Fire is often used as a symbol of judgment in the Bible. Everyone knows the story in Genesis 19 of how God destroyed the wicked cities of Sodom and Gomorrah by raining fire down from heaven. Fire again figured in the story of the prophet Elijah on Mount Horeb as he called down fire from heaven on his sacrifice, condemning the pagan religion of Baal in the nation of Israel. And in the New Testament, 1 Peter 4:12 says, “Beloved, do not be surprised at the fiery ordeal that is taking place among you, as though something strange were happening to you.” Fire often recalls judgment and testing…
Many times in the Old Testament water symbolizes chaos and trouble. Two quick examples for you: In the opening verses of the Bible, we are told that “The Spirit of God was hovering over the waters,” even as the creative work of God brought order out of which had been previously formless, empty and dark. And in a few chapters later in Genesis 7 and 8, you remember that God covered the earth with waters, allowing only for Noah, his family and the animals in the ark to be saved. In the gospels, you may recall one of our Lord Jesus’ first miracles was calming the waves of the Sea of Galilee when the boat in which he and his disciples were riding was in danger of sinking.4 Fire and rain…fire and water…symbols of trials and of judgment and of spiritual cleansing in the life of the child of God…
The second half of verse 12 brings us to a place where the trails have ended. The fire of testing has been extinguished and the waters of trial have subsided. The psalmist writes, “Yet you have brought us to s spacious place.”
In response to coming to this place of abundance, the Psalmist declares his intention to give thanks to God for the deliverance that he has experienced. He writes, “I will come into your house with burnt offerings; I will pay you my vows, those that my lips uttered and my mouth promised when I was in trouble.”
All of us have heard the expression “There are no atheists in foxholes.” No one knows who first said it, though it seems to have originated sometime during World War 2. The meaning is that for those who a fearful—like being shot at in a foxhole during a battle—all people have a tendency to seek for divine help or protection from God. You know it goes: a person finds himself or herself in dire circumstances. They see little hope, so they will pray to God to help them, promising that they will amend their lives once they are out of this particular situation. It’s kind of like bargaining with God: “God, if you will get me out of this jam, I promise that I will attend church every Sunday” or “I promise that I will live a better life” or some such. (Have you ever done something like that? I suspect that many more of us have done that than are willing to admit…)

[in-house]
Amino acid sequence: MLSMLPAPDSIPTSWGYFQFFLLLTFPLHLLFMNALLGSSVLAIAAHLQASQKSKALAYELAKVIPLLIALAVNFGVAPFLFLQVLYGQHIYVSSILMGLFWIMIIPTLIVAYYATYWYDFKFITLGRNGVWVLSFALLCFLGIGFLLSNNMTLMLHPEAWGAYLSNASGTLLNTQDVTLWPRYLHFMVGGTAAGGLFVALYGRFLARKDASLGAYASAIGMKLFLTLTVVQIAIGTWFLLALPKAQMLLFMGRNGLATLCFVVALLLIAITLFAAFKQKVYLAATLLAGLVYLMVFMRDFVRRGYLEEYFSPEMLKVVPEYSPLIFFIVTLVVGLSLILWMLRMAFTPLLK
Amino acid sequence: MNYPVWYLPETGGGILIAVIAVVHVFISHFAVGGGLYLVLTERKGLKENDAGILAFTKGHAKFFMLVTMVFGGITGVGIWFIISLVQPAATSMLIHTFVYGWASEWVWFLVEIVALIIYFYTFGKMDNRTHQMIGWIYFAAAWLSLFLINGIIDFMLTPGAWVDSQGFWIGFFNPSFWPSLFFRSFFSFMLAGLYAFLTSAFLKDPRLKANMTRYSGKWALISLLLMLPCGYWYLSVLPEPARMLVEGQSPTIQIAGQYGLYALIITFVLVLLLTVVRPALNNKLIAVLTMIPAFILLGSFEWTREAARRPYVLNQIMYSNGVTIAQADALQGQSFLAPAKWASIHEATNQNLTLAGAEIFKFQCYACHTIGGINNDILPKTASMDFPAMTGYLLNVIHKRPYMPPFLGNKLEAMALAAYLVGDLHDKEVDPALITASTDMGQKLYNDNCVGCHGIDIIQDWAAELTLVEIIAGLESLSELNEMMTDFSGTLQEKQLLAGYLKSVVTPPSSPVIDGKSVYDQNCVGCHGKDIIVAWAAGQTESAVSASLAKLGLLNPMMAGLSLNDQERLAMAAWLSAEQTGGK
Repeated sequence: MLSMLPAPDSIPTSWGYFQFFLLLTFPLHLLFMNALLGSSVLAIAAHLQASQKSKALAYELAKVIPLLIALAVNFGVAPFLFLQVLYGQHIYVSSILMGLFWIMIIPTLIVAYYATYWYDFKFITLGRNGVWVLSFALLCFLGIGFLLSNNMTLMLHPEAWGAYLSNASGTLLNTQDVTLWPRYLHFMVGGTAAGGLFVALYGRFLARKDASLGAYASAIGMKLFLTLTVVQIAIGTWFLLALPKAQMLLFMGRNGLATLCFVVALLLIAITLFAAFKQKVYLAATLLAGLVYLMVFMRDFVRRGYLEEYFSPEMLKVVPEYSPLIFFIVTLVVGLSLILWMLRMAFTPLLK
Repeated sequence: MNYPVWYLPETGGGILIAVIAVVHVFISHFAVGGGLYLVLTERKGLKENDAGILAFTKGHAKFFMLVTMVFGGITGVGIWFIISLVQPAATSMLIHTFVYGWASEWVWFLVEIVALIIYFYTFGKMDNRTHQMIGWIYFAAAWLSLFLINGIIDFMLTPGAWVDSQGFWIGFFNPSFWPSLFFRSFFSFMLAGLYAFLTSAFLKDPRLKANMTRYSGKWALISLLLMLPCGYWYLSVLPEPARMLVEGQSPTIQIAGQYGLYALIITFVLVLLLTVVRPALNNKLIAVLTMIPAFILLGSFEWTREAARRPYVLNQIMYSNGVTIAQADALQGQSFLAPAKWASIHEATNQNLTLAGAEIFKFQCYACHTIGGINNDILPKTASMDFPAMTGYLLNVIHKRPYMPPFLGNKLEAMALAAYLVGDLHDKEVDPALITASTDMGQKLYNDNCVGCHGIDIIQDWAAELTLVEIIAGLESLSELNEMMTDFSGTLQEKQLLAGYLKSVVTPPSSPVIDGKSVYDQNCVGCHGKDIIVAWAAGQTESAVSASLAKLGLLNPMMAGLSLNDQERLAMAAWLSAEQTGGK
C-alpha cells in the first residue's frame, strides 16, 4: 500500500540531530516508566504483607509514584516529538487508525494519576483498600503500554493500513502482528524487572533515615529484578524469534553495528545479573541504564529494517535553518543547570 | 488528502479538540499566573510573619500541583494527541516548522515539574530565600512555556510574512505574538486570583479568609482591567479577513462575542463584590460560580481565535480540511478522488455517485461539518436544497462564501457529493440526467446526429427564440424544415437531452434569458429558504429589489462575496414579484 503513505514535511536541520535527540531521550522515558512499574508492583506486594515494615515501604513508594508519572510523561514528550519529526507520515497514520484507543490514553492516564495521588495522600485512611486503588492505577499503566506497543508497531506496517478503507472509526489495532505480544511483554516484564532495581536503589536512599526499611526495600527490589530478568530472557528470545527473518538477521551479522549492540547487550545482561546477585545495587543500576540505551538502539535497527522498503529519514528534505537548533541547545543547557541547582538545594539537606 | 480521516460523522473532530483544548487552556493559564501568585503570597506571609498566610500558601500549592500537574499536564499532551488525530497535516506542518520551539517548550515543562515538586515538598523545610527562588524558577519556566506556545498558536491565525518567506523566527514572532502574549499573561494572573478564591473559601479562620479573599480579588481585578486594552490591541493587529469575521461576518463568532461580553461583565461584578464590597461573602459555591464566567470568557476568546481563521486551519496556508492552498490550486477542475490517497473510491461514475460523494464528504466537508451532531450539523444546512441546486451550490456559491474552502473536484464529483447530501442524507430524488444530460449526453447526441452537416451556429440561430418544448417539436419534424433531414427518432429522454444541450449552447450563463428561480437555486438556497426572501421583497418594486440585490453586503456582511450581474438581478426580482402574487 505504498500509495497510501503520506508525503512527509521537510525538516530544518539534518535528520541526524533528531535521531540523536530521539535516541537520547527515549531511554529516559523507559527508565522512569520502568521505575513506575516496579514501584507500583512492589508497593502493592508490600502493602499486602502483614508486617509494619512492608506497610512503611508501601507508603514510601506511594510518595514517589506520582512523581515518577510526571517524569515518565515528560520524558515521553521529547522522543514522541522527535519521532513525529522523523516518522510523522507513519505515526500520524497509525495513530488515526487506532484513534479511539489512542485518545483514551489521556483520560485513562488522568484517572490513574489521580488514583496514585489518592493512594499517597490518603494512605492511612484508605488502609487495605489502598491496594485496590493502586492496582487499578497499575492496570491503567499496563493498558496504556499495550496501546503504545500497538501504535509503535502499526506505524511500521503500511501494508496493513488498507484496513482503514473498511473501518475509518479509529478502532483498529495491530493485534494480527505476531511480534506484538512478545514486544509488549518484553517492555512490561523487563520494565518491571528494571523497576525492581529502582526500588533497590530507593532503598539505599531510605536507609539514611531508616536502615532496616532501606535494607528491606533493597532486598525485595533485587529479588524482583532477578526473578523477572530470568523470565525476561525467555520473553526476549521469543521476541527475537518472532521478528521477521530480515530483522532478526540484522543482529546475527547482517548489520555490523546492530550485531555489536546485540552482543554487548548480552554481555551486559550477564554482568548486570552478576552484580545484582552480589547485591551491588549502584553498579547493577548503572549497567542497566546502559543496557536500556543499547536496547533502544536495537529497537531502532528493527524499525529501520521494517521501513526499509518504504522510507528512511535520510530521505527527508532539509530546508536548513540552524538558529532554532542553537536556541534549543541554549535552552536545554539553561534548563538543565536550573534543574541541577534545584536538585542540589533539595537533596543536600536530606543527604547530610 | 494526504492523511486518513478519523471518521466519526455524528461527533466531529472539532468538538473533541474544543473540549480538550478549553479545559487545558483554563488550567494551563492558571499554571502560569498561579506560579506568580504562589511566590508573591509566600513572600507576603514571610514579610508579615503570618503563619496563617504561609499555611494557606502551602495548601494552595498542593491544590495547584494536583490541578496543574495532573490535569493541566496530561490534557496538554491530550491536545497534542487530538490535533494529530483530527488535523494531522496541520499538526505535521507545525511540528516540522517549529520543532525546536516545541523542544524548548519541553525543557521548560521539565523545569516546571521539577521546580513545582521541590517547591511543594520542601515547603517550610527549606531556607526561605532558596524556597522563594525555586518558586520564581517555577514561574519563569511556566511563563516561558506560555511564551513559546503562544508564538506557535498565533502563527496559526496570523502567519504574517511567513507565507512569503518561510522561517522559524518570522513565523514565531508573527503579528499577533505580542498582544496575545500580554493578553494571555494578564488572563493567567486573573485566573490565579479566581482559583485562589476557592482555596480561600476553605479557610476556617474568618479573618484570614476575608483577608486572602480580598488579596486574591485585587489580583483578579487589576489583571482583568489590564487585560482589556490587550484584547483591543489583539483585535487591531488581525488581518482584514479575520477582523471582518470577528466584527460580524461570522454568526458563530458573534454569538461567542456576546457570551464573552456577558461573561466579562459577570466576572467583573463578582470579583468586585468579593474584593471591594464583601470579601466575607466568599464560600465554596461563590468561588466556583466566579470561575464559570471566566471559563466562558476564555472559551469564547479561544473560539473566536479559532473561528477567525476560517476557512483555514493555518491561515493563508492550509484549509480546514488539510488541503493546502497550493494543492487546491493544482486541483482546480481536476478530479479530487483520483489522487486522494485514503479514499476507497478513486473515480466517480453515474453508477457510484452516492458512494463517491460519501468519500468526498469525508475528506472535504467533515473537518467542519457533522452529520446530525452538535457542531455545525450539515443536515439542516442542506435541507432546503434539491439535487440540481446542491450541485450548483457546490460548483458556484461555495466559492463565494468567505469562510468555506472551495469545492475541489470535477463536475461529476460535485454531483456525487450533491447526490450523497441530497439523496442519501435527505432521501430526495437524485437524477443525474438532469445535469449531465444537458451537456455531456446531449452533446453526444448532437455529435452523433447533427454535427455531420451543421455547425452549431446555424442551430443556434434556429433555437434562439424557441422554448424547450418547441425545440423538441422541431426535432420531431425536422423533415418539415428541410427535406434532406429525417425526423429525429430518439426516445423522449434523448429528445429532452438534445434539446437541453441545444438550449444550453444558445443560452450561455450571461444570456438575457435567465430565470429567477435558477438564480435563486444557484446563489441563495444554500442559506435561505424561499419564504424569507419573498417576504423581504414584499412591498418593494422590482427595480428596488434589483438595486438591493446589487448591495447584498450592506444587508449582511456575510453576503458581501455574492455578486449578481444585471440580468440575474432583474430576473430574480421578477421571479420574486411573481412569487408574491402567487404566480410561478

4 Matthew 8:23-27, Mark 4:36-41 and Luke 8:22-25.
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I have heard testimonies of people who have bargained with God in just such a fashion. And others who may not have actually spoken those words out loud, but that was the intention of their hearts. It is a sad commentary on the human heart that often what happens is that, once the crisis has passed, the promises we make to God in times of trouble are often as quickly forgotten as they were made. Not so with the Psalmist. He may have made some promises to God, looking for God’s help and mercy in the emergency, but when it came time to fulfill his part of the deal, he owned up to his promise. He writes, “I will pay you my vows, those that my lips uttered and my mouth promised when I was in trouble.” He was going to make good on what he had promised the Lord…
Worship is the proper response for deliverance. In verse 15, the Psalmist says, “I will offer to you burnt offerings of fatlings, with the smoke of the sacrifice of rams; I will make an offering of bulls and goats.” The remarkable thing about the Psalmist’s statement is the extravagance of his offering to God. This is no small offering that he is proposing to offer to the Lord. Any one of those things is a large and significant offering. To promise all of them is a sign that he was truly grateful for all that God had done for him in his time of distress. The outpouring of his gratitude toward God for his guidance and protection during the time of trial was reflected in the generosity of his thanksgiving.
And so it is with us. The COVID-19 crisis in which we find ourselves today will not last forever. We will come out of it on the other side. And the lesson from the psalmist for us today is to persevere. We live out our faith in the knowledge that our lives and times are in God’s hands. This time of testing may be hard. It might be tough. But through it all, God will lead us gently through to the spacious place. And when we finally get to that place because of God’s steadfast love and mercy to us, we will be able to “sing and shout the victory…”
To God alone be the glory! Amen